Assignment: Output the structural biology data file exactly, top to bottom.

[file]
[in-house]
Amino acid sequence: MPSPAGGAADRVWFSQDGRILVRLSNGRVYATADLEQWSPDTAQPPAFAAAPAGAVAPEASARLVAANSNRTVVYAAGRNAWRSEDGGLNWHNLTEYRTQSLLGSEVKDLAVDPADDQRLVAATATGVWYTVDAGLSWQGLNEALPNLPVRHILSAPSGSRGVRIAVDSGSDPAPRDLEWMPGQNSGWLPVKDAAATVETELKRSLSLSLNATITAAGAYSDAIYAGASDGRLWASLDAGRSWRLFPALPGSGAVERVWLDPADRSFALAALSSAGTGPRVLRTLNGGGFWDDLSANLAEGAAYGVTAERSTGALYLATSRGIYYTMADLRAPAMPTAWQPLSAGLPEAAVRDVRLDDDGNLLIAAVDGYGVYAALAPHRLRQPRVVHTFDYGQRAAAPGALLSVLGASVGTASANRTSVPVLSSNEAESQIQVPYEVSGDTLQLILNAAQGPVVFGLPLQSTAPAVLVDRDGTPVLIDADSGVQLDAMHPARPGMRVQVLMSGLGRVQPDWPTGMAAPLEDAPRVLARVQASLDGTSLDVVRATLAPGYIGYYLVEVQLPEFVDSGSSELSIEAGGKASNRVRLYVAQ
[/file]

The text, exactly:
[in-house]
Amino acid sequence: MPSPAGGAADRVWFSQDGRILVRLSNGRVYATADLEQWSPDTAQPPAFAAAPAGAVAPEASARLVAANSNRTVVYAAGRNAWRSEDGGLNWHNLTEYRTQSLLGSEVKDLAVDPADDQRLVAATATGVWYTVDAGLSWQGLNEALPNLPVRHILSAPSGSRGVRIAVDSGSDPAPRDLEWMPGQNSGWLPVKDAAATVETELKRSLSLSLNATITAAGAYSDAIYAGASDGRLWASLDAGRSWRLFPALPGSGAVERVWLDPADRSFALAALSSAGTGPRVLRTLNGGGFWDDLSANLAEGAAYGVTAERSTGALYLATSRGIYYTMADLRAPAMPTAWQPLSAGLPEAAVRDVRLDDDGNLLIAAVDGYGVYAALAPHRLRQPRVVHTFDYGQRAAAPGALLSVLGASVGTASANRTSVPVLSSNEAESQIQVPYEVSGDTLQLILNAAQGPVVFGLPLQSTAPAVLVDRDGTPVLIDADSGVQLDAMHPARPGMRVQVLMSGLGRVQPDWPTGMAAPLEDAPRVLARVQASLDGTSLDVVRATLAPGYIGYYLVEVQLPEFVDSGSSELSIEAGGKASNRVRLYVAQ